This story illustrates both divine perception and spiritual illumination. My husband and I certainly felt encouraged, in a twofold way. First, we understood that it is of paramount importance to provide spiritual light and let it shine. What this meant for us was to truly let the light of divine Love shine brightly in our consciousness. There is something wonderfully meek and gentle about holding up a mental light. It is a sign and an offer of the attraction of good, providing the visibility of good in a specific way. The candlestick was meant to provide light for the prophet, and we were looking forward to letting our spiritual understanding shine so clearly that what we had to offer would become apparent.

Second, we perceived the need to spiritually watch for the light ourselves. We made a conscientious effort not to overlook any spiritual idea, any inspiration that God was sending our way. Spiritual understanding is this light on the candlestick. I actively included in my prayer everyone without a home, refugees, poor and lost people on the go, addressing homelessness as an imposition on humanity that Love’s embrace rectifies. No one is left out.

In Isaiah we read: “Arise, shine; for thy light is come, and the glory of the Lord is risen upon thee. For, behold, the darkness shall cover the earth, and gross darkness the people: but the Lord shall arise upon thee, and his glory shall be seen upon thee. And the Gentiles shall come to thy light, and kings to the brightness of thy rising. Lift up thine eyes round about, and see: all they gather themselves together, they come to thee” (60:1–4).

What we perceived was the double action of Love: There is the light marking home, and there is the capacity to perceive this light guiding anyone to a home. Spiritual sense is our inherent ability to understand Spirit—to feel and know the will of divine Love. It marks the attraction of Love and makes Love visible.

Our house found a wonderful family after our commitment to Love’s design became honest and sincere. Interestingly enough, the couple was deeply engaged in the field of human rights, and they were bringing grandparents to live with them too.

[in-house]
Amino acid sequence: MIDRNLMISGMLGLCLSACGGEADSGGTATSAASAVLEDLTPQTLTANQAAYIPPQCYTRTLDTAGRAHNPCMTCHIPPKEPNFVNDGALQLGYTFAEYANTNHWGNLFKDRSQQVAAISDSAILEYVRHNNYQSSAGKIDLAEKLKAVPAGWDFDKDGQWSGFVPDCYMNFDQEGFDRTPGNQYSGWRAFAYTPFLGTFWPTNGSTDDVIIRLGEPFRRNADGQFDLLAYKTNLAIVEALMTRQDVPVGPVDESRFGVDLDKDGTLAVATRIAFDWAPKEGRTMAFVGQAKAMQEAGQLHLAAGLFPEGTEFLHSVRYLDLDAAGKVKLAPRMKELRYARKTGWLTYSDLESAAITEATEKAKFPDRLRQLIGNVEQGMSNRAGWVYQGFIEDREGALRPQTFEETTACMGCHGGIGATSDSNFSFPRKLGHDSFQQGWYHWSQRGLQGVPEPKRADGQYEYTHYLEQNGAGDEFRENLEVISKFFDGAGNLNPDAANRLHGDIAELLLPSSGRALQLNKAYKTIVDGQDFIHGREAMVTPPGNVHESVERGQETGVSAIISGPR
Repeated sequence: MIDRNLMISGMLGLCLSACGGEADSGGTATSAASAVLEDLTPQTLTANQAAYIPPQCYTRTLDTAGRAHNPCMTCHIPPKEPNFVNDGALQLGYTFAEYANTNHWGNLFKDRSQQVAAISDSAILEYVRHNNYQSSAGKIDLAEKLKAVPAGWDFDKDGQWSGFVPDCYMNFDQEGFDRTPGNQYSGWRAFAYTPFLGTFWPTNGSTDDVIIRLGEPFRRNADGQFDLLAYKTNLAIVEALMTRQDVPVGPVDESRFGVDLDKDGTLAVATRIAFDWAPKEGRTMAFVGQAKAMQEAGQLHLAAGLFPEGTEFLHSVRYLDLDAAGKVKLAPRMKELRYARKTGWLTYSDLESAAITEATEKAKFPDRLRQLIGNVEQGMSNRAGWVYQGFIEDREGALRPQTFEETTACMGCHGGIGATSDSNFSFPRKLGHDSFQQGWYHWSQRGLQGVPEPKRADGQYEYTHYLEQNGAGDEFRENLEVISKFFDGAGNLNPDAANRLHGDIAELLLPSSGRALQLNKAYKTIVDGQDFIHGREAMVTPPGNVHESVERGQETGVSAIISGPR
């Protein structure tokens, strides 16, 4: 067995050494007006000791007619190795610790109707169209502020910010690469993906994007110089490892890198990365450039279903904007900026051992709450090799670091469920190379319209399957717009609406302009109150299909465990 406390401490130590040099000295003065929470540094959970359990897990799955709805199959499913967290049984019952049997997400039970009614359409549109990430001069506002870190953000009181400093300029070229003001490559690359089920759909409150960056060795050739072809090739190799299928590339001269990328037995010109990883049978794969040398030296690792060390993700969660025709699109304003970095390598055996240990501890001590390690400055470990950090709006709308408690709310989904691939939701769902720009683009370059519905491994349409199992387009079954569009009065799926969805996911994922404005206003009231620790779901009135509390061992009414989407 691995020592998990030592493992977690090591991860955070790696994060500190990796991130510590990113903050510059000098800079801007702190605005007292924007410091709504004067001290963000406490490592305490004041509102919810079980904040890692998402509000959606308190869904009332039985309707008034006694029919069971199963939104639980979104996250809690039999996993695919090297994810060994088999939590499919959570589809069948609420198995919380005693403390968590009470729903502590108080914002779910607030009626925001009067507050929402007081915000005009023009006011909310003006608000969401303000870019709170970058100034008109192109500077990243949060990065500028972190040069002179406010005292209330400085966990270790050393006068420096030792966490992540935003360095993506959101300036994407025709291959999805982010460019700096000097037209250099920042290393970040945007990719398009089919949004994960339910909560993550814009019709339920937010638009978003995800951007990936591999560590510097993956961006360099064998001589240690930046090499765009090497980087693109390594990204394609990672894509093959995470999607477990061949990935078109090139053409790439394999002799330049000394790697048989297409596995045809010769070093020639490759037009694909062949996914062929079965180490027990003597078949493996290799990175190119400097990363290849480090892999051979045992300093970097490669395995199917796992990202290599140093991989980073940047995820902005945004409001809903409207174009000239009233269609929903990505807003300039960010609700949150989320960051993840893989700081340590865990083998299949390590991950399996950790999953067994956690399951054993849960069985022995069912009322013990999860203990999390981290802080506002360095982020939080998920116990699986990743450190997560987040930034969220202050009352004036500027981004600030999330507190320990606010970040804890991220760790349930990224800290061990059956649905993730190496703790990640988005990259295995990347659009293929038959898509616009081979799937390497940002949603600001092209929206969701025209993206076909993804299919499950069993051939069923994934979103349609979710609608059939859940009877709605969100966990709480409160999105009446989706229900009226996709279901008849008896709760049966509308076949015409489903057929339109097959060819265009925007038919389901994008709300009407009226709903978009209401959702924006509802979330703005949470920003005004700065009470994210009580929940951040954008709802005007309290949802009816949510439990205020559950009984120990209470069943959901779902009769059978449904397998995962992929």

Shortly before we were to sign the contract, though, I was shaken briefly with the sadness of leaving our family home of many years. But a comment by my husband broke through my tears: “We are not leaving home, dear; we are just selling a house.” The light of divine Love is shining without interruption, and it wiped away my doubts once and for all. I never again felt that I could ever leave or lose home. 

With one part of the equation in place, we still had no new condominium for us. My husband and I retreated to the seaside to be really quiet, to listen, and to pray. After the third day, my husband closed his Bible with vigor and declared an end to searching as opposed to finding. We packed up our things, got into our car, and drove back to the city. 

We had not even been on the highway for an hour when my phone rang. A real estate agent informed us about a new offer that had just come to her attention, and we went immediately to see a wonderful pre-World War I residential building in a historic area of our town. Despite the need for substantial renovation and repair, we could see a place for us there, and immediately agreed to buy it. Later we learned that this home had been filled with classical music concerts for decades, something we deeply cherished. This apartment has proven to be a place of healing, peacemaking, supplying needs, and expressing kindness, and we are continually finding new uses for the space that bring comfort and joy to us and others.

This experience taught me several things, among them to include the whole human family in my prayers for the meeting of every challenge. Every demonstration of divine law is a demonstration for everyone, because it demonstrates the universal divine Principle of being. It taught me also the humility to look beyond the sense of limitation to a larger view, and to deal up front with doubt, mental laziness, negativity, and fear. This experience increased my confidence and ability to demonstrate the laws of divine Science.

Now in other areas, too, I find placing a mental candlestick (announcing the demand) and at the same time looking out for the answer (the supply) is a powerful tool. It is not theoretical, but it is the result of sincere, persistent prayer and listening. God’s love is providing the inspiration for both—how to announce the demand and how to respond and find an offer.

So, is there a home for everyone? Yes, there is a place for everyone, regardless of human circumstances, and there is practical guidance for each next step. Christ Jesus’ teaching in the Sermon on the Mount is as relevant today as it was thousands of years ago: “God blesses those who mourn, for they will be comforted. God blesses those who are humble, for they will inherit the whole earth. God blesses those who hunger and thirst for justice, for they will be satisfied” (Matthew 5:4–6, New Living Translation).